Monday, March 24, 2008

Midsummer Night's Dream - Shakespeare's Blues


I'm sitting in a plantation-era shack in Clarksdale, Mississippi, about a mile from the legendary crossroads where Robert Johnson is supposed to have died of strychnine poisoning in 1938. And perhaps a little further on down the road, near Dockery Plantation if you believe the legend, he sold his soul to the devil for the ability to become the greatest bluesman ever. So I am surrounded by vibrant symbols of poverty, power, poetry, and the supernatural, all elements of Shakespeare's Midsummer Night's Dream. Johnson's scant history suggests he was the son of itinerant field workers, an agrarian life not too far from the shepherds or cowherds depicted in pastoral (except for the nasty and brutish part that tended to come with picking cotton). Johnson, however, turned out to be something of a poet, and the 24 recordings we have from his mere five days of recording sessions in 1936 and 1937 include such lyrics as:

"You better come on
in my kitchen,
baby, it's goin' to be rainin'
Winter time's comin'
hit's gon' be slow;
you can't make the winter, babe,
that's dry long so." ("Come On In My Kitchen")

This last line may refer to Fate, suggesting that since the woman can't do anything about the coming winter rains, she should just hang out with him in his kitchen. Oh, the rain it raineth every day!

Johnson also concluded a song, from his final recording session, this way:

"When the train, it left the station
with two lights on behind
When the train, it left the station
with two lights on behind
Well, the blue light was my blues
and the red light was my mind
All my love's in vain" ("Love in Vain")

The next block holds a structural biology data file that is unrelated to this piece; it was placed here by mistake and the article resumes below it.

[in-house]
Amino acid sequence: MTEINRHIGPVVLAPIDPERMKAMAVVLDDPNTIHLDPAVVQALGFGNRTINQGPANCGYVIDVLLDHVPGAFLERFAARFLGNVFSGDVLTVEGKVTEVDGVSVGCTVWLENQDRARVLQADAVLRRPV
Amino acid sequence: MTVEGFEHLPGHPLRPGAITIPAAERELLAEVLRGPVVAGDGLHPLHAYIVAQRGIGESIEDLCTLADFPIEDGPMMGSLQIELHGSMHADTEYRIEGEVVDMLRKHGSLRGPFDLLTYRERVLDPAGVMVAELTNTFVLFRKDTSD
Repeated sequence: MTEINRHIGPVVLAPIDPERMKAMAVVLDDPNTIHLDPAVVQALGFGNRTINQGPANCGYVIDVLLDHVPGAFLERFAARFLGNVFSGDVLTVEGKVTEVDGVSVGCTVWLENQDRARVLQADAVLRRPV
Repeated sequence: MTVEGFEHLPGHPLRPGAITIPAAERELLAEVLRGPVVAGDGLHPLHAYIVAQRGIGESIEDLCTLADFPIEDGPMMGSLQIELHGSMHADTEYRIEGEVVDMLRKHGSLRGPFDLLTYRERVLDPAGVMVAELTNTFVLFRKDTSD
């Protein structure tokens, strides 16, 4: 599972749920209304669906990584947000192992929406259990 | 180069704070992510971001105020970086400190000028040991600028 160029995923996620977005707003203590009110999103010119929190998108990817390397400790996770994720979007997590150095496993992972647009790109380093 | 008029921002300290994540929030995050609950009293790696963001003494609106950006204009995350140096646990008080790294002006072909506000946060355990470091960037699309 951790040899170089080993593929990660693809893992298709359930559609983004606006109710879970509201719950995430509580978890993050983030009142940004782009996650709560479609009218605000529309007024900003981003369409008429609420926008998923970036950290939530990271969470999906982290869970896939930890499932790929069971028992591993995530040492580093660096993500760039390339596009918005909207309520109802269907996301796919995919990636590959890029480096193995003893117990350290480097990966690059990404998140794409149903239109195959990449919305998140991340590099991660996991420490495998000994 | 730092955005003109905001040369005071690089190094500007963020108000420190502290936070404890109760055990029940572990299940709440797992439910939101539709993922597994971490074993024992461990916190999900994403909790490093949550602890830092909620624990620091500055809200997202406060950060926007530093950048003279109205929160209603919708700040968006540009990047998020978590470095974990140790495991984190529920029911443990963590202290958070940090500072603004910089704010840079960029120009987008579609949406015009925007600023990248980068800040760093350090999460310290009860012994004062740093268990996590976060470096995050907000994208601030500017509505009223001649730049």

I'd say this would be a good song for Berowne in Love's Labor's Lost, only trains didn't exist yet and Johnson's a better poet than Berowne. My roundabout point here is that if the pastoral still existed, tragically dead Robert Johnson might be its American standard bearer, and that makes communing with his ghost, as I am this chilly moonlit night in northern Mississippi, appropriate for a discussion of pastoral in Midsummer Night's Dream.

In his opening remarks, Ernst pointed out Midsummer Night's Dream's "earmarks of a pastoral romance" and John qualified the reference, stating "the couples certainly escape the strictures of urban life to the freedom and magical, mischievous, but ultimately healing and benign, influence of the wild wood." I seem to be forever finding Shakespeare turning things on their head, but I do not see the playwright cozying up easily to this tradition; in fact I see some gentle mockery of it. But perhaps I misunderstand the genre, and you can set me straight with what I get wrong. My introduction to the pastoral came in college with John Milton's "Lycidas," a poem that reminds us of the Greek origins of the form and displays its key conventions while, if I remember, attacking church corruption. What I remember most about the form is the elevation of simple shepherds to idyllic literary geniuses. Yet in both Midsummer Night's Dream and As You Like It, the simple country folk are the worst poets. Take Bottom's extemporaneous poesy: